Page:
Find Your Perfect Fit: A Quick Guide for Job Roles in the Data World
Data related positions are considered the hottest in the job market during the last couple of years. While everyone wants to join the party and enter this fascinating field, it is essential to first get an understanding. In this quick guide, I’ll do my best to dispel the confusion by crystalizing the essence of the different positions.
By Alon Mei-raz, VP Data & Insights, Bank Hapoalim
A couple of weeks ago, while taking my dog out for a walk, I stumbled upon my neighbor. Coming from a statistics background, she asked me about the different roles in the data world, trying to figure out her next career move. After I outlined the various responsibilities for each one of the job roles, I witnessed she was quite puzzled. "I had no idea this field is so fragmented", she said. And she’s not the only one.
Data related positions are considered the hottest in the job market during the last couple of years. The demand keeps growing rapidly, and it’s not expected to change anytime soon. While everyone wants to join the party and enter this fascinating field, it is essential to first get an understanding of the various R&Rs (Roles and Responsibilities). In this quick guide, I’ll do my best to dispel the confusion by crystalizing the essence of the different positions.
So let’s get started.
The main responsibility of a data analyst is to identify important business questions, then process and use data for enabling the organization to make more informed data-driven decisions.
This role requires a wide set of skills, from gathering large amounts of data and organizing it to reach insights. Data analysts must possess both analytical and technical capabilities, and are expected to be familiar with ETL tools, data visualization and languages / technologies such as: R, Python, SQL, SAS, etc.
While this role is not as technical as the other ones on the list, business analysts play an important role in the data world, as the link between the technical personas and the business side / management. They must have a deep understanding in their specific industry (e.g.: healthcare, insurance, finance) and the business processes.
Since business analysts are the intermediators to the business side and management, they need to be able to produce reports, have decent data visualization skills and obviously be top-notch communicators.
Data Engineers are the “builders” in the group. Some refer to them as the DevOps of the data sphere. I’ve seen different companies define this role quite differently, but in my view data engineers lay the groundwork that enables other roles, such as data scientists and data analysts to successfully do their jobs. In order to achieve that, the data engineers are trusted with the important responsibility of building and maintaining the big data eco-system for the organization, while making sure it’s robust and running smoothly.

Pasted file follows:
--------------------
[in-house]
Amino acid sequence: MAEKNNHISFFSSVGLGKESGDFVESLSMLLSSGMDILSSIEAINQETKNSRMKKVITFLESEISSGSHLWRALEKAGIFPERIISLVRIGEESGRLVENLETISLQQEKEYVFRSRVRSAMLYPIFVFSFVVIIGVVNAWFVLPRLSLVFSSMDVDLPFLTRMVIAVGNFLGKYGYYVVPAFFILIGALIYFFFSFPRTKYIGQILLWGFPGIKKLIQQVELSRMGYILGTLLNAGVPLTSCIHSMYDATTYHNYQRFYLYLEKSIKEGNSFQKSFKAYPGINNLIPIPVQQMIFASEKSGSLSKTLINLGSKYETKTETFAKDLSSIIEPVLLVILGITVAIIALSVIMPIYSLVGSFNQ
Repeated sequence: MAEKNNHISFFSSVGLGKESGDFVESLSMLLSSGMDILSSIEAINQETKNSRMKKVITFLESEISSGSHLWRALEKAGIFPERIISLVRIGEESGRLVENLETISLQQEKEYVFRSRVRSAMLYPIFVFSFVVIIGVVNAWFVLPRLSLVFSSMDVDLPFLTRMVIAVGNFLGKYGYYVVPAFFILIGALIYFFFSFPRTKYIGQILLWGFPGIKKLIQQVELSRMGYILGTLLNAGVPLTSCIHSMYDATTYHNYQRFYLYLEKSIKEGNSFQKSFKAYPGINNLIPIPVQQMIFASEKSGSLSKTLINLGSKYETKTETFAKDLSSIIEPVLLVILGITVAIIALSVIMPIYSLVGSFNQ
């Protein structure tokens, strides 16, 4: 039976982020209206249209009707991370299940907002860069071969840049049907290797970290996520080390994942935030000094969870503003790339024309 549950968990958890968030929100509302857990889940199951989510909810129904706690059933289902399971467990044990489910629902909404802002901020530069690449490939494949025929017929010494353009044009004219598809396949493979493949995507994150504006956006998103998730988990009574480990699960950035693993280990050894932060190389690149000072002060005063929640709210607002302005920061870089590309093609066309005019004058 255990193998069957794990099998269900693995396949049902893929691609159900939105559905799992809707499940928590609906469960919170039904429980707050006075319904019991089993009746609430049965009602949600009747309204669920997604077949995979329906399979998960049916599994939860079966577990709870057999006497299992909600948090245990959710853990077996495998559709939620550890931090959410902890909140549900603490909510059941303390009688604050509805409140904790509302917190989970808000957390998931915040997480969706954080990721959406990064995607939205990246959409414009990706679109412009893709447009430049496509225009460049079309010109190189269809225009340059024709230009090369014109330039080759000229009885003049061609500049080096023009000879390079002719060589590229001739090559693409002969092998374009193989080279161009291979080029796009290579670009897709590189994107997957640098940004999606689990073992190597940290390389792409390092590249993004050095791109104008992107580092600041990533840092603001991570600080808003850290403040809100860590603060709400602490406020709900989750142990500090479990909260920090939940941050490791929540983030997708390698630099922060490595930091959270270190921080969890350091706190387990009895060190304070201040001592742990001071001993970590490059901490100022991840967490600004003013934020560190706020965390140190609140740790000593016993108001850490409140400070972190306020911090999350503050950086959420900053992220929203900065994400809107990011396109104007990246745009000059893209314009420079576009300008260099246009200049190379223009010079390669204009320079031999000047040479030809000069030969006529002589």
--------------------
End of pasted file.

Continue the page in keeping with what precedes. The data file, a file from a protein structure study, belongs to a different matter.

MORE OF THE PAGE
Data engineers need to be pretty savvy about data systems, such as: Hadoop, Hive, MongoDB, MySQL, etc. They should also have hands-on experience with data streaming tools, ETL tools and data modelling.
Well, I initially wanted to leave this one to the end, since it’s obviously the most sought-after position out there - not only in the data world, but also generally in the tech community. Nevertheless, I do believe the collaboration between all the roles on this list significantly contributes to the success of an organization. That said, the reason I think it attracts so many professionals lies in the fact that data science, by definition, is the junction between three key areas: programming, statistics and business knowledge. It also involves a lot of creativity, since data scientists start from a business question and need to find the optimal path for answering it, using a variety of advanced techniques like predictive analysis. They are tuned towards conducting research for observations one wouldn’t have reached without deep analysis of data to the point of realizing patterns, linkages and behaviors of data, and then being able to realize how to utilize those to the benefit of the organization they are working for.
Data Scientists are expected to be experts in statistics and math, and of course in programming languages, such as: Python, R, Scala.
Machine Learning Engineer
Another in-demand role, which has some overlap with data engineering / data science.
Machine learning engineers are in charge of bridging the gap between the data scientist and technology that would facilitate delivering the benefits of a data scientist’s outcome to production or to the service of the organization. They do so by building data pipelines, moving models to production, exposing APIs, training the models and performing A/B testing.